Minister Lee maintains: “No interference with food inspections”POSTED: 03/1/16 2:17 PM
St. Maarten News – Members of Parliament and Minister Emil Lee (Public Health, Social Development and Labor) spent the afternoon talking at cross purposes in a meeting dedicated to the controversial inspection by a multidisciplinary team of the Sonesta Maho Beach Resort and Casino on February 4.
While Minister Lee made clear that no instruction was given to stop the inspection of the resort and that inspections at food establishments have continued as usual, MPs kept coming back to the perceived preferential treatment given to the resort.
Minister Lee said in a brief introduction that he welcomed the opportunity to profile the work of the inspectorate. “There has been no hindrance of inspectors and no intervention in their work,” he said. “The inspectorate of my ministry is still conducting food inspections. The only thing is that the joint inspections are under review.”
Minister Lee said that there still is no official report about the disputed inspection in Maho on February 4, whereby inspectors closed down The Point restaurant. It was only allowed to resume business on Monday February 8, after the company had corrected all violations found by inspectors.
The minister said that in 2015, 0.37 percent of all controls resulted in an order to halt operations. In the first two months of this year, the percentage is 6.7 percent. “It shows that the inspectorate is functioning well,” the minister said.
“In Maho there were four critical violations and operations at The Point restaurant were closed that day. The inspectorate returned on Saturday but because not everything was corrected, the restaurant remained closed. On Monday they were in full compliance and could resume operations.”
Minister Lee said that the inspectorate’s primary goal is not to halt business operations, but to improve compliance with food safety laws. “I do not see where there has been unfair treatment of businesses with these inspections,” he said. “We are in the process of improving the uniform treatment of all businesses.”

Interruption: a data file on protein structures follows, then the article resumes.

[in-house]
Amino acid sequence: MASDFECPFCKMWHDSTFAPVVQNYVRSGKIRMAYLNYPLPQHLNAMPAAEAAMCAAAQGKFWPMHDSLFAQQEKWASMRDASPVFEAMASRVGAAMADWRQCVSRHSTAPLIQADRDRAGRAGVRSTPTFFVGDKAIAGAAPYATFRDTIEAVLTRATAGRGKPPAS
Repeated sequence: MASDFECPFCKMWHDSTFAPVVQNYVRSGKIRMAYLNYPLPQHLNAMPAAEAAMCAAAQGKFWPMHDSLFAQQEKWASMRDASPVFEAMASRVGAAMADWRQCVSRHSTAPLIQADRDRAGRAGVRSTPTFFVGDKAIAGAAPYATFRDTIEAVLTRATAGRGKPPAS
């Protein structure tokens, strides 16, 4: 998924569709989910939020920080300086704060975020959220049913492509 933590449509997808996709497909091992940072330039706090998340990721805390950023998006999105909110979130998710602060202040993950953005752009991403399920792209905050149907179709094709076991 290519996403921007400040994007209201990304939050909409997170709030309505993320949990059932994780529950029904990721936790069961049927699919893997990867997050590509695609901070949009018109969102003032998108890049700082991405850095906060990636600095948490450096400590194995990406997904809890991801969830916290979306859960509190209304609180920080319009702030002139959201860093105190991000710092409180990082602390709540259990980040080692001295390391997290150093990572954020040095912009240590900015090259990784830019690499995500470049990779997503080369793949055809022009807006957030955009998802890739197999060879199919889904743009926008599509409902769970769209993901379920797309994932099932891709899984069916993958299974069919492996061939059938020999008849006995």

“The main goal of the inspectorate is to keep everybody healthy,” Inspector-General Dr. Earl best told the parliament. “We halt operations if necessary, but we do not close down businesses. That is up to the Ministry of Tourism and Economic Affairs.”
Independent MP Leona Marlin-Romeo was in particular interested in what went wrong during the inspection on February 4. She hinted at a different in treatment between businesses based on skin color, a statement MP Rodolphe Samuel later qualified as “an insinuation.”
Dr. Lloyd Richardson wants other ministers who also have a responsibility for the multidisciplinary team to come to parliament. He noted that the Maho Resort “has a history of not accepting these inspections.”
UP faction leader Franklin Meyers wondered about the authority of the Council of Ministers “to stop the inspectorate from executing its job. If locals get controls they have nowhere to run.”
“We should avoid the impression that there is preferential treatment,” remarked George Pantophlet (National Alliance). “The impression should not be created that the government does not want controls. It is about the manner in which they are done.”
With Pantophlet other MPs also asked about the report about the February 4 control but, as Minister Lee indicated, that is not available yet.
UP-MP Theo Heyliger noted that these controls could “go a bit differently” considering the interests of the tourism industry. “There is no need to go after cockroaches in such a hostile manner with a whole battalion.”
Christophe Emmanuel noted that some of his fellow-MPs apparently are unable to read. “It is ludicrous when individuals don’t read,” he said. “No stop-order was given to the inspectors. The restaurant in Maho was closed because of infractions.”
Minister Lee, in answering most of the questions, repeated that he never gave any instructions to the inspectorate. “Not before, not on February 4, and not after that date either. At no point was the joint inspection halted that day.”
Lee said that his ministry sent a report about the Maho-control to the ministry of justice on February 8. He furthermore said that the members of the multidisciplinary team, organized by the immigration department, know only half an hour before they leave which establishment they are about to control. “There are no directives from the minister. I have the authority to order an inspection, based on solid facts, but I cannot interfere with the inspection.”
Minister Lee said that he has “full confidence” in the inspectorate’s functioning.”